M A I N   N E W S

Haryana Guv Pahadia’s plane crash-lands
All 10 on board, including Guv’s wife, safe
Aircraft develops snag soon after take-off at Chandigarh Airport
Vijay Mohan
Tribune News Service

The King Air B-200
Is an eight-seater twin-engine turbo-prop aircraft
Was acquired by the Haryana Government in 2005 for Rs 21.76 crore
Had completed 2,010 flying hours and undergone periodic maintenance checks

The Crew
Wg Cdr Bhushan Nanda Senior Executive Pilot A highly-experienced IAF ex-officer, he had served with the IAF Communications Squadron that flies VVIPs
Capt Dinesh Bansal Junior Pilot

(Click on image for enlarged view)

Chandigarh, March 27
Haryana Governor Jagannath Pahadia and nine others had a narrow escape when their state government aircraft crash-landed seconds after it took off from the Chandigarh Airport on Thursday.

Besides the Governor, his wife Shanti Pahadia and eight others — including two ADCs, a doctor, an attendant and two crew members — were on board the New Delhi-bound King Air B-200 aircraft.

No one suffered injury and the Governor was later taken to the PGIMER for a medical examination. He was eventually discharged. The aircraft was under the command of Wg Cdr Bhushan Nanda, senior executive pilot with the Haryana Government.

The eight-seater twin-engine turbo-prop aircraft, with call sign Victor-Tango-Hotel-Romeo-Alpha, has been badly damaged and appears to be beyond economical repairs, with its engines and the front part of the fuselage totally mangled.

The pilots detected a malfunction in the control systems during the take-off roll around 11.30 am, a source said. Just three seconds after lift-off, the aircraft yawed towards the left, indicating control mechanism failure or loss of power in the left engine.

It was flying at a speed of around 200 knots 30 feet off the ground. Experts say the malfunction was detected possibly after the “rotation speed” was crossed, thereby ruling out aborting take-off.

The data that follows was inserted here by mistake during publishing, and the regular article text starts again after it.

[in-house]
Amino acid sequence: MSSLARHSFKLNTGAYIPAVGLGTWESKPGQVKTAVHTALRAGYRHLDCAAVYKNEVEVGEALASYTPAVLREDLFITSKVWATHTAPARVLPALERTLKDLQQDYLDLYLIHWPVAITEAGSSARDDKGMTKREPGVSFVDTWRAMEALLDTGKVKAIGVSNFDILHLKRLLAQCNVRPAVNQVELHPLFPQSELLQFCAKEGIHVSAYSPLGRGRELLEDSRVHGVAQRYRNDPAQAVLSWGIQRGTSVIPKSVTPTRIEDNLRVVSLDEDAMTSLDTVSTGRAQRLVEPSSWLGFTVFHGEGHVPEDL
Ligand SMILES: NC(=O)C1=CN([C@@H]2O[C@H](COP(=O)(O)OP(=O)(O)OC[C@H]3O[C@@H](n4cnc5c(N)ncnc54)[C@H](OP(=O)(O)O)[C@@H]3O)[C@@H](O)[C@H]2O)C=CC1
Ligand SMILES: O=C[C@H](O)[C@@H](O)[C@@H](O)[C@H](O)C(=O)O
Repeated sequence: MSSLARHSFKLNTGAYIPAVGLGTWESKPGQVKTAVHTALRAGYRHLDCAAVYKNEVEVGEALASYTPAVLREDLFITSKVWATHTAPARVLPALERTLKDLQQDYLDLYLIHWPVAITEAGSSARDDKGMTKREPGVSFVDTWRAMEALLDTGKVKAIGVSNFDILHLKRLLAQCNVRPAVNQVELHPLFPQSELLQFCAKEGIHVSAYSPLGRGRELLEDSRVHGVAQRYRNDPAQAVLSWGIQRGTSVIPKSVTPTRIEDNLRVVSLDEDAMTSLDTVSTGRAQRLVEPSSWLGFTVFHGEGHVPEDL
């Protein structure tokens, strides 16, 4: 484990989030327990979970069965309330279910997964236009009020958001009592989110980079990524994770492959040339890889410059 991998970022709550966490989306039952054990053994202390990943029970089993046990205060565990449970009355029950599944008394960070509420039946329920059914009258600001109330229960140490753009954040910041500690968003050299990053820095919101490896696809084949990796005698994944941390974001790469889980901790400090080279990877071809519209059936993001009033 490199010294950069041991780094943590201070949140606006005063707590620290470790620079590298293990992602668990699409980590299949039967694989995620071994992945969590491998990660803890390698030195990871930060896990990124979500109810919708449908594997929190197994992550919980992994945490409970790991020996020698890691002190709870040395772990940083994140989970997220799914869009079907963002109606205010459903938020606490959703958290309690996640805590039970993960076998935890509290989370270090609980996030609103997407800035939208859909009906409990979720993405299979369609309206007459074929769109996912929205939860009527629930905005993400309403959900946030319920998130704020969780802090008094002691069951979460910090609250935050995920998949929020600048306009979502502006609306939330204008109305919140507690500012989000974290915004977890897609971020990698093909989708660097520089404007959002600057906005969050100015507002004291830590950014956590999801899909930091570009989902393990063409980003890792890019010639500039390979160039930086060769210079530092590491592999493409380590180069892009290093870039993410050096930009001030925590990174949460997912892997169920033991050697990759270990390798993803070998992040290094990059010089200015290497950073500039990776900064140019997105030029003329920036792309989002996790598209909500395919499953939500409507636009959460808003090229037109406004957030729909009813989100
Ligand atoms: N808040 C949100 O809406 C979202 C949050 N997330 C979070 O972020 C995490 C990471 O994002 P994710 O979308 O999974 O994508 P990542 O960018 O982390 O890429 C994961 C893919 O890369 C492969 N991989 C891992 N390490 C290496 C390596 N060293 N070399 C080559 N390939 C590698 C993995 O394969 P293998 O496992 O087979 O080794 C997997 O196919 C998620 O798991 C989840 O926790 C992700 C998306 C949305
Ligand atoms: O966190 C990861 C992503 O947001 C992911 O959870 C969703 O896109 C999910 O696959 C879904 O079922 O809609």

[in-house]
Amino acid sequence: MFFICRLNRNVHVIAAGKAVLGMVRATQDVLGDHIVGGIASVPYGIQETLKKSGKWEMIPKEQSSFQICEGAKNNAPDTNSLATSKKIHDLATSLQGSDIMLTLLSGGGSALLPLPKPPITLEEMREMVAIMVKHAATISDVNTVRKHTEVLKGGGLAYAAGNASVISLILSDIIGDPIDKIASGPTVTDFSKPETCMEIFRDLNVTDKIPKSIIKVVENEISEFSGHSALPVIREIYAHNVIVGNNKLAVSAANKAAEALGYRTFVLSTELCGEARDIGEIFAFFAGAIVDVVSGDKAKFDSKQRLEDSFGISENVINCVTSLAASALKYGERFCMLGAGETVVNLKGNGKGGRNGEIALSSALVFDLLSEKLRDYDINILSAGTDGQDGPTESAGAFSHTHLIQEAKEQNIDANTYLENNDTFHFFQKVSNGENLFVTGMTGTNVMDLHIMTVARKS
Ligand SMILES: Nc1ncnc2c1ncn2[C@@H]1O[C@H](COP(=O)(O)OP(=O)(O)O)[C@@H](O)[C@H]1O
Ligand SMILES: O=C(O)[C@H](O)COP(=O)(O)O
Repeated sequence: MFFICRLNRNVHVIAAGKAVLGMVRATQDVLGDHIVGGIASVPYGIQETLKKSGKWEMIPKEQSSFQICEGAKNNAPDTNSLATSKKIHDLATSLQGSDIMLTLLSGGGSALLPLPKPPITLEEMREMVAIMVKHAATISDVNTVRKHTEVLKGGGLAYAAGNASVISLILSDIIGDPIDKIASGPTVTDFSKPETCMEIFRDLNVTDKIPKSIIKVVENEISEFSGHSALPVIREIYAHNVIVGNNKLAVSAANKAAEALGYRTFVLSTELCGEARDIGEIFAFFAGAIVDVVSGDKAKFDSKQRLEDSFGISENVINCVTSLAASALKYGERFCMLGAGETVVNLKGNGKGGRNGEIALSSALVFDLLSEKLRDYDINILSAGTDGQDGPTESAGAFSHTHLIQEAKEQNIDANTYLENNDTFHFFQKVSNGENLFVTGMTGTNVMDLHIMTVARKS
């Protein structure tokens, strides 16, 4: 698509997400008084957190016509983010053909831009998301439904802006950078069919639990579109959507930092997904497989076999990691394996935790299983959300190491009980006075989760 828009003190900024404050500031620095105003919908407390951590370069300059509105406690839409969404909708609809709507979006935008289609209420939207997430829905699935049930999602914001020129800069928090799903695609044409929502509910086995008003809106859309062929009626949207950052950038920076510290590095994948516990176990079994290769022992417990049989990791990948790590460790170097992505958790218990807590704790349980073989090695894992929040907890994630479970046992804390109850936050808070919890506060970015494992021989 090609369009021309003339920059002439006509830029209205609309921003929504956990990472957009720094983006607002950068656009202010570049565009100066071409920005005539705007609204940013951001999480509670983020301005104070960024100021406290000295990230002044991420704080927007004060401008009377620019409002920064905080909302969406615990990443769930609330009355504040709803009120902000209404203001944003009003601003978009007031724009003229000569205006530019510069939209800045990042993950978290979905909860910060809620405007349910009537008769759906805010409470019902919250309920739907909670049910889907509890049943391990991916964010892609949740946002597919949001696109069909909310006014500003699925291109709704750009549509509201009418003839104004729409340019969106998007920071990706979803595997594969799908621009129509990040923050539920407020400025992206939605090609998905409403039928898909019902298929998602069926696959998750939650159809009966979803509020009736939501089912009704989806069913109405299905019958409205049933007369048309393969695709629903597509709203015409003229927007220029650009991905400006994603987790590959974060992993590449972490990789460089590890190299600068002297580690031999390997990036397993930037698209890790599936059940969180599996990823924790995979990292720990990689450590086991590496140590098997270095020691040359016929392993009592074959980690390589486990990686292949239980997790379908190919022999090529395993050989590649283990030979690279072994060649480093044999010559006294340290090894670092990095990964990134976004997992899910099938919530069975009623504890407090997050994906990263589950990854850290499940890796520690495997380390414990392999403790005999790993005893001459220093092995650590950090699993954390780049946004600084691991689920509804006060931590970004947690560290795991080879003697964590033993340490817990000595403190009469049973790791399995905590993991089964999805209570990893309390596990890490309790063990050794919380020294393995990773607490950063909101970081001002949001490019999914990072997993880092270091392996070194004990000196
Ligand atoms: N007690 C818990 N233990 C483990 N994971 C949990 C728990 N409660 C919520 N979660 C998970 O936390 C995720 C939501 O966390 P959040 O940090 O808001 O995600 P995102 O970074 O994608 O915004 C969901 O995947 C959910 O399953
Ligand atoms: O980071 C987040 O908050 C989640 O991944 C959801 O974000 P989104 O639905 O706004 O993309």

The plane’s undercarriage would not have been retracted within the short period, it absorbed the impact thereby reducing damage to the rear cabin.

The pilots managed to bring down the aircraft on the grass patch along the 9,000-feet runway, relatively reducing impact. The aircraft’s left wing and engine hit the ground first, resulting in smoke and setting off the fire alarms.

The aircraft begun its take-off run from the runway’s Zirakpur end and was headed towards the Mohali cricket stadium. The IAF’s dispersal bay, home to an Il-76 and an AN-32 squadron, was to the stricken aircraft’s right.

Responding to the distress call, Air Force crash tenders arrived at the crash site within seconds and took control of the situation, dousing the engines with fire retardant and evacuating the passengers and crew. Being a defence airfield, air traffic control and emergency services are operated by the air force.

“It was definitely a system malfunction during takeoff. What exactly went wrong can only be determined by a thorough inquiry that will follow,” a senior officer with the state civil aviation department said. The Directorate General Civil Aviation would be the lead investigation agency in this case.

The Haryana Government had acquired the aircraft in 2005 for Rs 21.76 crore. It had completed 2,010 flying hours and had undergone periodic maintenance, the state government claimed.

Manufactured by Beechcraft Corporation of USA, King Air variants have been in production since 1974 and are widely used globally as business jets as well as by the military.

Following the incident, scheduled commercial air traffic from the Chandigarh airport were disrupted for about one-and-a-half hour and three civilian flights were reportedly delayed.

“Since the runway was not affected by the incident, routine air traffic was restored as soon as emergency vehicles moved away and the runway had been inspected for the presence of any foreign objects,” an Air Force officer said.





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